While this study identified key differences among never smokers, one important limitation of this study was the small sample size of the never smoking group. Future studies are needed to assess the motivations and perceptions among this key demographic. Additional limitations are that we recruited survey participants from vape shops, which may not represent the entire EC using population. These users may have greater interest in staying on the cutting edge of EC technology. Furthermore, our cross-sectional analysis of current vape shop customers did not capture individuals who successfully quit smoking via temporary use of ECs, and thus provides no information on the transition to no use. Lastly, two-thirds of our respondents resided in Maryland, and thus this survey may not reflect all regions of the US.

Conclusions

This study elucidates that characteristics of EC users vary by smoking status and reveals striking differences in motivations and perceptions based on smoking status. These differences will aid in understanding factors that drive EC usage, and may be informative for regulatory and marketing purposes. Also, the results of this survey should inform the design of future studies. For example, since more than half of the EC users were young adults (18–34 years) who are unlikely to present with overt disease, longitudinal follow-up of EC users should focus on sub-clinical disease endpoints and biomarkers. Furthermore, studies must be prepared to follow a mobile population over time. Future studies with larger sample sizes and prospective observation will help us to understand how perceptions and behaviors continue to evolve and to determine the impact of the new FDA regulations.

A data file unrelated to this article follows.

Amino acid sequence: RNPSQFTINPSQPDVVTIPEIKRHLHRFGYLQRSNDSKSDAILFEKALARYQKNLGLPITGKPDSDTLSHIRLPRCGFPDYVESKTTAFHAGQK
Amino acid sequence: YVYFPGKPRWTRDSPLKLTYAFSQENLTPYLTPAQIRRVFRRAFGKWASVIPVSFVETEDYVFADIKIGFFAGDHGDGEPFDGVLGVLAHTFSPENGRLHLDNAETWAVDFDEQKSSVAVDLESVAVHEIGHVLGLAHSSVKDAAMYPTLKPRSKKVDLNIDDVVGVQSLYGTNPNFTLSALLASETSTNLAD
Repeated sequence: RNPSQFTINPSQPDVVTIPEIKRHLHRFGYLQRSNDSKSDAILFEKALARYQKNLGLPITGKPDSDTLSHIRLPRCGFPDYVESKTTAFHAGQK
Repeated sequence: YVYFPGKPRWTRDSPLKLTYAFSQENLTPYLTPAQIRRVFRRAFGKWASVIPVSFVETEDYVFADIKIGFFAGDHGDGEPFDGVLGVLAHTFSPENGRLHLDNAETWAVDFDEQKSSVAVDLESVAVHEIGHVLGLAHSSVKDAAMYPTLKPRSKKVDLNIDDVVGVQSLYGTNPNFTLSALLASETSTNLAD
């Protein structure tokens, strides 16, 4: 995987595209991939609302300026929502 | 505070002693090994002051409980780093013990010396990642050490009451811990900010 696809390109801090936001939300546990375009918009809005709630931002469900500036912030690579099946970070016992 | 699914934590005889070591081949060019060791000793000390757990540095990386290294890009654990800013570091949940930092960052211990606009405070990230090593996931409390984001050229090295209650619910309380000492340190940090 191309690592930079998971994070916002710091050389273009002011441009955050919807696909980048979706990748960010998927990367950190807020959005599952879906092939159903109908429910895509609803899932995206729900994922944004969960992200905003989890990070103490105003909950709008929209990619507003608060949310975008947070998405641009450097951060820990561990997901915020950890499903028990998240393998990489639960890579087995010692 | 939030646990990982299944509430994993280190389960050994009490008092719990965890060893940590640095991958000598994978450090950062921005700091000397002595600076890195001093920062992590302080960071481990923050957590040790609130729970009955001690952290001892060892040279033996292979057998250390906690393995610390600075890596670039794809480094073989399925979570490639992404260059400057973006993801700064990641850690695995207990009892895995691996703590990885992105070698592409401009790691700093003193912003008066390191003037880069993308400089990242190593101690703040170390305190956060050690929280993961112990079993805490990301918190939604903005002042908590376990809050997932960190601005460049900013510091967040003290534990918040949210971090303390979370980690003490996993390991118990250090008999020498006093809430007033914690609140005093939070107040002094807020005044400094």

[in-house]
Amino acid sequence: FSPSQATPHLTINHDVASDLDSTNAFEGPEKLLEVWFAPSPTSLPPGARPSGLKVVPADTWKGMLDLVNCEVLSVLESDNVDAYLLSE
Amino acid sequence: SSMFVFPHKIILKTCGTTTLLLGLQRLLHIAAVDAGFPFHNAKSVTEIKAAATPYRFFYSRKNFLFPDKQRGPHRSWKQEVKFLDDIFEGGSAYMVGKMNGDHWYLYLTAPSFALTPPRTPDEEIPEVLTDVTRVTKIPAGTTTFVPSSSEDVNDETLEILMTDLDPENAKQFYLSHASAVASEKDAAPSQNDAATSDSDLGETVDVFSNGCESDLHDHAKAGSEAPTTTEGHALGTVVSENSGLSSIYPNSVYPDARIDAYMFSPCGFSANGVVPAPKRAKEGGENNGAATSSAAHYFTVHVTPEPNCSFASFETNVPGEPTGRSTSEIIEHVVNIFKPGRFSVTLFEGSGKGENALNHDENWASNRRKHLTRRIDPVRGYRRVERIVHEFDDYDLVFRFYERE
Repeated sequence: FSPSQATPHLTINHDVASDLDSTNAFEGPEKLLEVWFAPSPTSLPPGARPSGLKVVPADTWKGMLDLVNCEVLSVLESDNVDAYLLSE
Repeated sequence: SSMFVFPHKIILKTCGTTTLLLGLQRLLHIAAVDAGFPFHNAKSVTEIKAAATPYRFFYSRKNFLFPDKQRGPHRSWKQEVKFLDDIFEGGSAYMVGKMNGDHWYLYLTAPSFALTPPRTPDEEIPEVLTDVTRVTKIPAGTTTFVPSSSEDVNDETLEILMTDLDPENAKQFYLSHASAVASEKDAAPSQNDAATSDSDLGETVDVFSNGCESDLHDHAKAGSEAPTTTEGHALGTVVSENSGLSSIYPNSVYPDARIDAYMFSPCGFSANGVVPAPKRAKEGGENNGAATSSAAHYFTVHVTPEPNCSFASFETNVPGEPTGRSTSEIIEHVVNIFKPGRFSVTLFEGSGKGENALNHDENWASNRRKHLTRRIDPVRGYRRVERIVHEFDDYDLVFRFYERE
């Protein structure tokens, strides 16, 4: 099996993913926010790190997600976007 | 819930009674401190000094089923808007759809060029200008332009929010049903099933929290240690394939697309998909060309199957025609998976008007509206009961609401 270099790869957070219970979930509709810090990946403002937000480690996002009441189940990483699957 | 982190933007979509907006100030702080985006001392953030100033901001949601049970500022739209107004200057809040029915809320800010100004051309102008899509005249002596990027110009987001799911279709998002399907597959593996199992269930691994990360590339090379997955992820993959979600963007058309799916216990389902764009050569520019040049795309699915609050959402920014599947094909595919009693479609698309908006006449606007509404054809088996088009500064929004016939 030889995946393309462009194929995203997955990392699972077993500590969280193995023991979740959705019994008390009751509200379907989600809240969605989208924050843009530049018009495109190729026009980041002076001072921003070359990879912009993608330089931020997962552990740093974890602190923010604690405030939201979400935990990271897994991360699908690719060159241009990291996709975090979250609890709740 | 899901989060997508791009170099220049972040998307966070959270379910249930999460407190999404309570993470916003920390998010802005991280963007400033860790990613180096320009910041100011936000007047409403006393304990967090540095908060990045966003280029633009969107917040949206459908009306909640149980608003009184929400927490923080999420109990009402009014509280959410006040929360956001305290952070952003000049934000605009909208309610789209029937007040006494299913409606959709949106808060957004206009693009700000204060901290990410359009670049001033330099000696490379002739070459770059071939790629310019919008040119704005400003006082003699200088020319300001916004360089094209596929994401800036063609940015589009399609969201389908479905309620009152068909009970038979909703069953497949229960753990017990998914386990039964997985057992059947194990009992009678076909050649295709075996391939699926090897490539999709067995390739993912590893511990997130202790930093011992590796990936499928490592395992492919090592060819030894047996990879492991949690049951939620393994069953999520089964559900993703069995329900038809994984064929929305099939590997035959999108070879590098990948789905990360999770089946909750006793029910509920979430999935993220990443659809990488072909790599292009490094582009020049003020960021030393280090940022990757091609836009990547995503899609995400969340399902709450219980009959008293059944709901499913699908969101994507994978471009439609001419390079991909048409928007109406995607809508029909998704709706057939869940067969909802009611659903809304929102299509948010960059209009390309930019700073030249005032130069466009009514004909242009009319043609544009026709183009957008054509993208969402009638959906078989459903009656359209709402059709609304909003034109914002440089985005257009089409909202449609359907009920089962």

Abbreviations

CDC: 

Centers for Disease Control and Prevention

EC: 

electronic cigarette

FDA: 

Food and Drug Administration

Declarations

Acknowledgements

Not applicable

Funding

SB, TS and JH are partly supported by R01DE026031 from the National Institute of Dental and Craniofacial Research (NIDCR).

Availability of data and materials

Data sharing not applicable to this article as no datasets were generated or analyzed during the current study.

Authors’ contributions